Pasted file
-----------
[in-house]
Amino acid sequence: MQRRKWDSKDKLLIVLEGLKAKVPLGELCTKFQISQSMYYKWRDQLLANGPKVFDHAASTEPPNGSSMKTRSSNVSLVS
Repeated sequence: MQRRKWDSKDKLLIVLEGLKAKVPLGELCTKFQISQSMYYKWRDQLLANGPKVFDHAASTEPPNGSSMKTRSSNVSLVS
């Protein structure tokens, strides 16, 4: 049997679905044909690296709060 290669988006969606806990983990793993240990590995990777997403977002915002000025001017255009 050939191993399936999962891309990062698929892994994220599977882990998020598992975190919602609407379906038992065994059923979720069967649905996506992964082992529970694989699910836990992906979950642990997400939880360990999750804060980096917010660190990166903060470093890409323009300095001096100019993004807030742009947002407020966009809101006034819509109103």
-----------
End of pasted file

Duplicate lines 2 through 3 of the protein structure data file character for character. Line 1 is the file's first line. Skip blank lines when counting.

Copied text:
Amino acid sequence: MQRRKWDSKDKLLIVLEGLKAKVPLGELCTKFQISQSMYYKWRDQLLANGPKVFDHAASTEPPNGSSMKTRSSNVSLVS
Repeated sequence: MQRRKWDSKDKLLIVLEGLKAKVPLGELCTKFQISQSMYYKWRDQLLANGPKVFDHAASTEPPNGSSMKTRSSNVSLVS